Need ideas (electrical)


I just built a pole barn (36 x 48). I put clear panels on one side 2 feet from the eave to allow light in during the daytime hours. This seems to work great. I will use this mostly for storage of my RV, lawn mower and etc. But what if I want to work on my RV inside at night?
Running an electric line is too costly. I want to be able to use my generator for the rare occasions. I want to be able to plug my generator into an outside outlet and have it feed an outlet, or 4, and a couple lights. I don't want to run a wire under or thru a door/ window.
How would you do it?
Hank
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You don't feed an outlet. You feed an "inlet". From a generator store, or electrical supply, you can buy a "flanged inlet". From the flanged inlet, you can feed all your internal wiring. Here is a link to one in a rain tight enclosure: http://cgi.ebay.com/RELIANCE-L14-20-RAINTIGHT-POWER-INLET-BOX-FOR-GENERATOR_W0QQitemZ120475421184QQcmdZViewItemQQimsxZ20091001?IMSfp=TL091001141003r36087
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Point taken. See, that's why I'm asking for ideas. Your idea will be used.
Thanks, Hank
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I'd put something like this switch on my panel box- http://www.interlockkit.com /
and plug my generator into this inlet; http://www.apelectric.com/U050N-50-Amp-120-240V-Power-Inlet-Box-3R-p/u050n.htm [I'm spending your money here, but I'd go with the 50amp over the 30 for $20 even if it was mine]
Jim
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wrote:

Jim, he should use a 4 wire inlet. He's not feeding his service panel, just some temp lights and outlets in an otherwise non electrified pole building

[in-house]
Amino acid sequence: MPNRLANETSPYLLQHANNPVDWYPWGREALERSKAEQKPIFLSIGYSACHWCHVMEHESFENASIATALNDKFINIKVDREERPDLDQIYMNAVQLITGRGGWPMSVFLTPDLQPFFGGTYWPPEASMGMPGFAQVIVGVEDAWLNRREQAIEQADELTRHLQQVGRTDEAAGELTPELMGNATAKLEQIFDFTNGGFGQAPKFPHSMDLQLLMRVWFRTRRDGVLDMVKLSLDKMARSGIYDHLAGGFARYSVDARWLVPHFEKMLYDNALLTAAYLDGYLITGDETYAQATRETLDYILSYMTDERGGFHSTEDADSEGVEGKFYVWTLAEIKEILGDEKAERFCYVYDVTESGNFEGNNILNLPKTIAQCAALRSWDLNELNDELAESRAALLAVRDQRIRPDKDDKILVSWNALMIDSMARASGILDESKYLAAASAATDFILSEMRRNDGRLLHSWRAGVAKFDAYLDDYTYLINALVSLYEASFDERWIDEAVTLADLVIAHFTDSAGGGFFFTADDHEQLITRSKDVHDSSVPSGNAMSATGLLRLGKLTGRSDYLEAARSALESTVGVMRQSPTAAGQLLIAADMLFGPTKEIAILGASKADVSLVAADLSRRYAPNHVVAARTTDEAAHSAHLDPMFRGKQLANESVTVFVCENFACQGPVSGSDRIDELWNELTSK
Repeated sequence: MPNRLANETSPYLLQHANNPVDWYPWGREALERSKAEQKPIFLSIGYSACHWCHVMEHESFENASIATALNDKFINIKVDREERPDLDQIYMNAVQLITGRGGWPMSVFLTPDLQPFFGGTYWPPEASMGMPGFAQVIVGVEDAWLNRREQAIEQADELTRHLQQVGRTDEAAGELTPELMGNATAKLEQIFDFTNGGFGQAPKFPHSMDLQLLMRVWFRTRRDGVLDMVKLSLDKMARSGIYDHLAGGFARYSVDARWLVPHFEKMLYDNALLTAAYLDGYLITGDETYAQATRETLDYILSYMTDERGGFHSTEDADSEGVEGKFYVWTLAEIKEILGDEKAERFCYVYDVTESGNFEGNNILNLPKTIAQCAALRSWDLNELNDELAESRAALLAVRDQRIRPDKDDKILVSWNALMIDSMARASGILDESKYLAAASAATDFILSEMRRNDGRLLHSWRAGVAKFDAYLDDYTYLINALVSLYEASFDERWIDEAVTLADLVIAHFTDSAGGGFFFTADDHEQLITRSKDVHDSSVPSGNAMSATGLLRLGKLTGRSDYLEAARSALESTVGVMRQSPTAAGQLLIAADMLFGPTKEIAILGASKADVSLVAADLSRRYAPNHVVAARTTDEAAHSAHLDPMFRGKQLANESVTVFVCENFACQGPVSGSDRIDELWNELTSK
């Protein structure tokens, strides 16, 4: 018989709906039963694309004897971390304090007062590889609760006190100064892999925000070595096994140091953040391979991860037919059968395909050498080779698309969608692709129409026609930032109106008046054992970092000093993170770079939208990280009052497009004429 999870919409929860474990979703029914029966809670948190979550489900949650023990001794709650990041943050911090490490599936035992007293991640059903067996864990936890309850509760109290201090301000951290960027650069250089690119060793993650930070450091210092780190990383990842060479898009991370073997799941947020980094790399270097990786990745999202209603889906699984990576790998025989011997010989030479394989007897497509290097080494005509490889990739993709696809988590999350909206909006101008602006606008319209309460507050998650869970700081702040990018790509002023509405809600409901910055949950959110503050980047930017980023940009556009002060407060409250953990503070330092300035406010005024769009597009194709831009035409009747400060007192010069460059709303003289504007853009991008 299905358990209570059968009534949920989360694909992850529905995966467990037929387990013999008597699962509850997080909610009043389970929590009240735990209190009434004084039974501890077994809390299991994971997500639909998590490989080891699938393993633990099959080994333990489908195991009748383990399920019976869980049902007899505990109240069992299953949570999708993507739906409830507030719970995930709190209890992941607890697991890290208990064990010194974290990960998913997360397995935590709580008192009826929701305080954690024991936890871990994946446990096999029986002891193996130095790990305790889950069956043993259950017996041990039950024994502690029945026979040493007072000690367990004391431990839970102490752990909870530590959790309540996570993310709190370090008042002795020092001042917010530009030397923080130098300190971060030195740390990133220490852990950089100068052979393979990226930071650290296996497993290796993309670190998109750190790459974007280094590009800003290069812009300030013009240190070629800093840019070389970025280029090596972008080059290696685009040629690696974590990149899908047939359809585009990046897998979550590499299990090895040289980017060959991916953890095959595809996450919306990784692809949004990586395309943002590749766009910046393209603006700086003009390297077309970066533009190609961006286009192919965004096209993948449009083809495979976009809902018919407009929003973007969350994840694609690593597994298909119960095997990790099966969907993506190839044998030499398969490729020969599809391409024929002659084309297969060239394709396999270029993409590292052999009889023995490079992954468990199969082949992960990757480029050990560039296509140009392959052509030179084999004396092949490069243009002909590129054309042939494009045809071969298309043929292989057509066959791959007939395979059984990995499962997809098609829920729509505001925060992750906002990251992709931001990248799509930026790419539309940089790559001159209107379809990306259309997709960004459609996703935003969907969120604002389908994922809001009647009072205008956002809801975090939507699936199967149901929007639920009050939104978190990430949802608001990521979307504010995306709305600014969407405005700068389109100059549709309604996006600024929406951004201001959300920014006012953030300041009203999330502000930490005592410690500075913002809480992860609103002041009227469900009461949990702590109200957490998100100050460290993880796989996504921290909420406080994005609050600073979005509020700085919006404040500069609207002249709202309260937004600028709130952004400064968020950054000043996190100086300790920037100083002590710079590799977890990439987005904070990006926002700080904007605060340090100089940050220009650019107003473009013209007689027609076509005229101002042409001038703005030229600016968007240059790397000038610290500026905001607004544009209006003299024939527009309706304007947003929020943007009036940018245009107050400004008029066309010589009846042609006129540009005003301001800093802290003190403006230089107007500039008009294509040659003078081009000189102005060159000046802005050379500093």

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-snip-

I guess I forgot to start with my first thought. . . "Do it as though you already have power to the barn. That way when you [or the next guy] brings power to it, everything is ready."
I'd do it up to code with a couple 8' grounds- I might pass on the interlock.
If this was a 10x12 garden shed I'd say 'go with an extension cord. . . . but it is a 36x48 pole barn fer cryin-out-loud!.
Jim
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Jim Elbrecht wrote: ...

What he said. After the investment for a barn/shed that size, why nickel/dime in the end for something that will soon undoubtedly not suit?
--
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*Install a flanged inlet outside that feeds into a small electrical panel inside. From the electrical panel I would run my wiring (EMT probably in your situation) to outlets and lights. If down the road I wanted to run a feed from the house or the power company transformer the interior wiring would already be in place.
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John Grabowski wrote:

Sounds like a good plan.
Add Jim's ground rods.
Make sure receptacles are GFCI protected.
Neutral and ground must be bonded. I assume the generator does that. The generator ground has to come in through the inlet as RBM indicated.
--
bud--

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The panel sounds like what I want to do. It seems with all the other suggestions, that is THE way to go.
Gorunding rod.....grounding rod, where did I put that grounding.......seriously, I already have one to install.
Hank
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